GRAND RAPIDS, Mich. (WOOD) — With fall nearly upon us, Michigan apple orchards are kicking off the apple picking season.
“It’s something we’ve been waiting for all year,” said Ed Robinette, the co-owner of Robinette’s Apple Haus and Winery. “We’ve become part of fall. Fall is what we do. And we’re excited that it’s here and excited to have people back.”
The wait is worth it. After a down year in 2021, Robinette’s is celebrating a great crop thanks to Mother Nature bringing better luck this time around.
“Quality looks really good,” Robinette said. “Size should be very good. Flavor should be great. The trees were well-rested and we didn’t have a freeze this spring. We had plenty of water. We were watering during some of the dry spells.”
Last year, a cold spring made for a 17% smaller apple crop statewide, forcing orchards to raise prices.
Despite the better 2022 crop, prices still went up. A gallon of apple cider at Robinette is now $9, slightly up from $8.50 last year.
Robinette cited issues facing the entire industry.
“Everything you buy seems to be going up,” Robinette said. “We’re reflecting that in our prices. Our labor, our fuel, our inputs, everything’s up. So we’ve had to sneak the price up a little bit.”
On top of rising supply and labor costs, higher diesel prices are especially impacting Robinette’s.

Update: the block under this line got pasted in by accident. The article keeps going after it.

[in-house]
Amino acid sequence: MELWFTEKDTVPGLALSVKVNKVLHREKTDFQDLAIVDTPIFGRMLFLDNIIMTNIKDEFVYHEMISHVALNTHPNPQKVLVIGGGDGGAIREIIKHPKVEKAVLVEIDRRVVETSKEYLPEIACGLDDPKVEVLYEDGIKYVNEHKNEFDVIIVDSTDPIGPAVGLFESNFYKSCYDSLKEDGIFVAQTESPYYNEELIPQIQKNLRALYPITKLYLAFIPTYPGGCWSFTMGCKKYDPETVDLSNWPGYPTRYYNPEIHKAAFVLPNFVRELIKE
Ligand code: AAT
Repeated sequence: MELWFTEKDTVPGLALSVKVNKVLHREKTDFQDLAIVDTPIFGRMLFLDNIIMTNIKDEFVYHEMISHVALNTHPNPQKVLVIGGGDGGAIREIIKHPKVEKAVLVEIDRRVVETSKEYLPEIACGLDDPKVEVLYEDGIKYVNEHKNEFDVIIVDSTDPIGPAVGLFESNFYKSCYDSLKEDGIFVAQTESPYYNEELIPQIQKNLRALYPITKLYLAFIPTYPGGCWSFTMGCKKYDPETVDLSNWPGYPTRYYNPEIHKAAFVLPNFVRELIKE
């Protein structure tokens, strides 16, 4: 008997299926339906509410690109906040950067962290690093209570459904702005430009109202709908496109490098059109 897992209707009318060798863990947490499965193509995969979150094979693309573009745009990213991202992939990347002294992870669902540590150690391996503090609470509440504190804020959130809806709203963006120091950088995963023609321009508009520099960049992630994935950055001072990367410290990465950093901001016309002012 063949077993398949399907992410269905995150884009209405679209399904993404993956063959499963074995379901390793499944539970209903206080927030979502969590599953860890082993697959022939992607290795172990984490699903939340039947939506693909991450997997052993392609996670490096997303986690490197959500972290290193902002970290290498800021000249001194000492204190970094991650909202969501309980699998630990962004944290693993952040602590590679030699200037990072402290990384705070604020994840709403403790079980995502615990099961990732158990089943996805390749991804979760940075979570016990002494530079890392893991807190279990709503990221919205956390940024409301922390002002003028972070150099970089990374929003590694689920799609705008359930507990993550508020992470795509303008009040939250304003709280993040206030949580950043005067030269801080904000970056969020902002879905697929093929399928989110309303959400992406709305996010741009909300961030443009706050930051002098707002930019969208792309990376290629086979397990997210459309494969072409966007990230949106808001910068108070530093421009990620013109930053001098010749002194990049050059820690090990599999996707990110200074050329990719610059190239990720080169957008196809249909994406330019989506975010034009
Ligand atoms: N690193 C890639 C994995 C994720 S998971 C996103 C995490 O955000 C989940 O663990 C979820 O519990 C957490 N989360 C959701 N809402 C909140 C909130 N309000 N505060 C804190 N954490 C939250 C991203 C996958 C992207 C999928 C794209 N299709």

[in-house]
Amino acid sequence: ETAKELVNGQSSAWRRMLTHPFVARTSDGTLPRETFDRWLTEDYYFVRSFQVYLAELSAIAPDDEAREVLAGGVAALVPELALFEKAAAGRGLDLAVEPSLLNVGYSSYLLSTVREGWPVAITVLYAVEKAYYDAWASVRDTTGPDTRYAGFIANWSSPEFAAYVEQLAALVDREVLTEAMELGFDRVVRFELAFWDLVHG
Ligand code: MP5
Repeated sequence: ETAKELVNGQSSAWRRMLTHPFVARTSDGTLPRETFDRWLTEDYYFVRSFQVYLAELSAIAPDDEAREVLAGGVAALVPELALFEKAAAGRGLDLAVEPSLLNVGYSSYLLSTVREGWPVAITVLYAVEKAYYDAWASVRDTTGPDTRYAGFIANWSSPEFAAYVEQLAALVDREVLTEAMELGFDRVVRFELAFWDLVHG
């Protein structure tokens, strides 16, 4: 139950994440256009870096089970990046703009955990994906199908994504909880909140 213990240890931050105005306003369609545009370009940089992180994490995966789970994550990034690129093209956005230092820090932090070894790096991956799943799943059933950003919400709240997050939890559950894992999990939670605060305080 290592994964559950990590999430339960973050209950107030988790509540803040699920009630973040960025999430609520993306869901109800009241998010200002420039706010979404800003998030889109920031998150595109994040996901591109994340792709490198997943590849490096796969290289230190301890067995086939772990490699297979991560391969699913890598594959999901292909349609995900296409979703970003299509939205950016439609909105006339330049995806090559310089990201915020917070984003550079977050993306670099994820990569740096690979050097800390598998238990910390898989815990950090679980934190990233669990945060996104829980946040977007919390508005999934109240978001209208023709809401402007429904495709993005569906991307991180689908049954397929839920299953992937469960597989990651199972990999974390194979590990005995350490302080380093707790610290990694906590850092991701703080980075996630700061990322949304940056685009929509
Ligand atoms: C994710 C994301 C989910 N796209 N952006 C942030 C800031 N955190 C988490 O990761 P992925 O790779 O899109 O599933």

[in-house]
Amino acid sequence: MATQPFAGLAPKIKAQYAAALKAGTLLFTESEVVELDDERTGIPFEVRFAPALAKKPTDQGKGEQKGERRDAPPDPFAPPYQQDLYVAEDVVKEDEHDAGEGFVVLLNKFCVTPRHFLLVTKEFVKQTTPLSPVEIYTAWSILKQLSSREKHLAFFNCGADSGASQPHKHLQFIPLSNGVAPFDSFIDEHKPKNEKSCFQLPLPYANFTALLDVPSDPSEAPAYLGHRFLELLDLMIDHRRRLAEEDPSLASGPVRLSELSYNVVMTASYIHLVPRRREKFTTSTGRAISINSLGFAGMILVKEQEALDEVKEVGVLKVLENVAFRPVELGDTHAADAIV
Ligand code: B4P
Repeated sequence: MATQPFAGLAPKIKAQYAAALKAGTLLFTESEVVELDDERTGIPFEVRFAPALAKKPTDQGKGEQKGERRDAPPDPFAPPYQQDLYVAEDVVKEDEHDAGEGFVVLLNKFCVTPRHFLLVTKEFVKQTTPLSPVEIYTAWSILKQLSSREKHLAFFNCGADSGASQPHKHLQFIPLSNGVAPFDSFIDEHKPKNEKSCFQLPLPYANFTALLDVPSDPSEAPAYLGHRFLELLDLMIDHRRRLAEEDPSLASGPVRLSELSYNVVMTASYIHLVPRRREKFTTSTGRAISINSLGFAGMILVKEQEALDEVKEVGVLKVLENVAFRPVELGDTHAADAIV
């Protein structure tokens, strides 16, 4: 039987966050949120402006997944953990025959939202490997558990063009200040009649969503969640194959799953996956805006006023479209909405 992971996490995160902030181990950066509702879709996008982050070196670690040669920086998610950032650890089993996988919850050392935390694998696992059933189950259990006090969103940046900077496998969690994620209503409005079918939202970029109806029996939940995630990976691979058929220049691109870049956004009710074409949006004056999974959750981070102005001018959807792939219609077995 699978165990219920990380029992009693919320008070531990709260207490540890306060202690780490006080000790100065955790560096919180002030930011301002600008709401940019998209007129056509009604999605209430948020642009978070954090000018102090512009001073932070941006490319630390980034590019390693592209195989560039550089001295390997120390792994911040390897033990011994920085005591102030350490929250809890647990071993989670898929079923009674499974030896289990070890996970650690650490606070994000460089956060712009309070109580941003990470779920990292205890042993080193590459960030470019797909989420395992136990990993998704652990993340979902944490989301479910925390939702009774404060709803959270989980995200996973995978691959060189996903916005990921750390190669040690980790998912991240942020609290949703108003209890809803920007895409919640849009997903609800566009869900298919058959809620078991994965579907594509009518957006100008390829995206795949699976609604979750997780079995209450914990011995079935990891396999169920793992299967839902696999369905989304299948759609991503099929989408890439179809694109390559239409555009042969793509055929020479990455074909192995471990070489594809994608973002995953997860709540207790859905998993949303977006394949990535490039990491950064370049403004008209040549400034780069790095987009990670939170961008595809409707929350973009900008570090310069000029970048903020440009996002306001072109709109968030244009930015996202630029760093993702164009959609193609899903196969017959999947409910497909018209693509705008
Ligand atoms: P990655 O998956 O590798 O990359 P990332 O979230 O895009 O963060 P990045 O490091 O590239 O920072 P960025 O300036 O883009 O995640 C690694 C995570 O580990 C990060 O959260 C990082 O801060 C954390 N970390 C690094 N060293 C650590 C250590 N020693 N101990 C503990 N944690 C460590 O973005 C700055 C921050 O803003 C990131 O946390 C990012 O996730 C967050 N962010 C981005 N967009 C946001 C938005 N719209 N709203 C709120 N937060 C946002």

They use the fuel to mow and spray the orchard.
“Every time we run a tractor through the orchard, that’s more expensive than it ever was before,” Robinette said.
Michigan is the third largest apple producer in the nation, but many larger companies are running short on employees.
“The big packing houses are looking for labor to run the line,” Robinette said. “Harvest help (too).”
The labor shortage comes at a pivotal time for producers.
“Apples are ready now,” Robinette said. “It’s not wait till next week. You have to pick them when they’re ready. That’s always a factor. The short season…we need help when we need it.”
According to the Michigan Apple Committee, the state is expected to produce nearly 30 million bushels this year, much higher than normal. Robinette said they plan their orchards years in advance.
“We don’t get our first crop to year two or three at the earliest,” he said. “So it’s always anticipation. Is this going to be a good variety that we planted five years ago? And now we finally get to see it. So that’s exciting.”
Robinette’s has been in the apple business since 1911, when Robinette’s great-grandfather started the orchard. They started selling cider in 1971 and doughnuts the year after.
They usually start picking apples around July 20, beginning with tart apples and moving to sweet tango and honey crisp apples by September.
Robinette’s waits until the end of August to make cider because the apples aren’t sweet enough until then. They just started selling fresh cider last week, and apple picking begins at Robinette’s this weekend.
“The cider we’re starting to make now is changing every time we make it,” Robinette said. “We have new flavors to add as new varieties ripen. So it’s exciting to see that change and what we can make with what varieties we have.”
With fall approaching, Robinette’s is ready to go, now open seven days a week.
“Whether it’s going through the corn maze, going on a hay ride, tasting wine in the winery, we’re just excited that fall is here and that people are coming back,” Robinette said.